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– Definition:
Raceme is an unbranched, indeterminate type of inflorescence.
– Flowers have short floral stalks called pedicels along the axis.
– In botany, axis refers to a shoot bearing flowers.
– Oldest flowers grow close to the base in racemes.
– Examples of racemes occur on mustard and radish plants.

– Spike:
– An unbranched, indeterminate inflorescence similar to a raceme.
– Bears sessile flowers attached directly without stalks.
– Examples occur on Malabar nut and chaff flowers.
– Spikelet refers to the ultimate flower cluster unit in grasses and sedges.
– True spikelet comprises florets enclosed by glumes in grasses like rice and wheat.

– Catkin:
– Ament or catkin is similar to a spike or raceme.
– Has conspicuous subtending bracts that conceal flowers until pollination.
– Examples include pussy-willow, alder, and birch.
– Sometimes called amentaceous plants.

– Spadix:
– A form of spike with densely crowded florets along a fleshy axis.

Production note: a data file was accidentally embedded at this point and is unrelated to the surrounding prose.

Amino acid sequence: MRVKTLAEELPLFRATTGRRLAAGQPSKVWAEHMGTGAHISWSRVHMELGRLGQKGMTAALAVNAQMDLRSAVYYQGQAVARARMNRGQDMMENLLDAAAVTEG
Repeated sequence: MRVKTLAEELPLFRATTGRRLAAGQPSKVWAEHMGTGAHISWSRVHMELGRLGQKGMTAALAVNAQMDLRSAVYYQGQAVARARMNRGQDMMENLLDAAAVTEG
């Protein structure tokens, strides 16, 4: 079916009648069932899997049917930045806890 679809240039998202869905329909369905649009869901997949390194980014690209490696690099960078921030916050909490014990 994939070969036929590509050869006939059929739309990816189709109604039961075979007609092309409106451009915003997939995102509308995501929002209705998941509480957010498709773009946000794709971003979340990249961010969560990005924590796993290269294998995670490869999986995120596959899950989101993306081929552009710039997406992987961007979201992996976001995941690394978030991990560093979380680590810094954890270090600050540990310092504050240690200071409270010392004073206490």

– Enclosed by large, brightly-colored bracts called spathes.
– Female flowers typically grow at the base, male flowers above.
– Characteristic of the family Araceae, e.g., jack-in-the-pulpit and wild calla.

– Examples:
– The inflorescence of Spathoglottis plicata is a typical raceme.
– Tightly packed raceme of Xeronema callistemon with red stamens.
– Every radiating unit in a Cyperus sedge inflorescence is a spikelet.
– Examples of catkins include pussy-willow, alder, and birch.
– Spadix examples include jack-in-the-pulpit and wild calla.

Raceme (Wikipedia)

A raceme (/rˈsm, rə-/) or racemoid is an unbranched, indeterminate type of inflorescence bearing flowers having short floral stalks along the shoots that bear the flowers. The oldest flowers grow close to the base and new flowers are produced as the shoot grows in height, with no predetermined growth limit. Examples of racemes occur on mustard (genus Brassica), radish (genus Raphanus), and orchid (genus Phalaenopsis) plants.

The inflorescence of a Phalaenopsis orchid, is a typical raceme.
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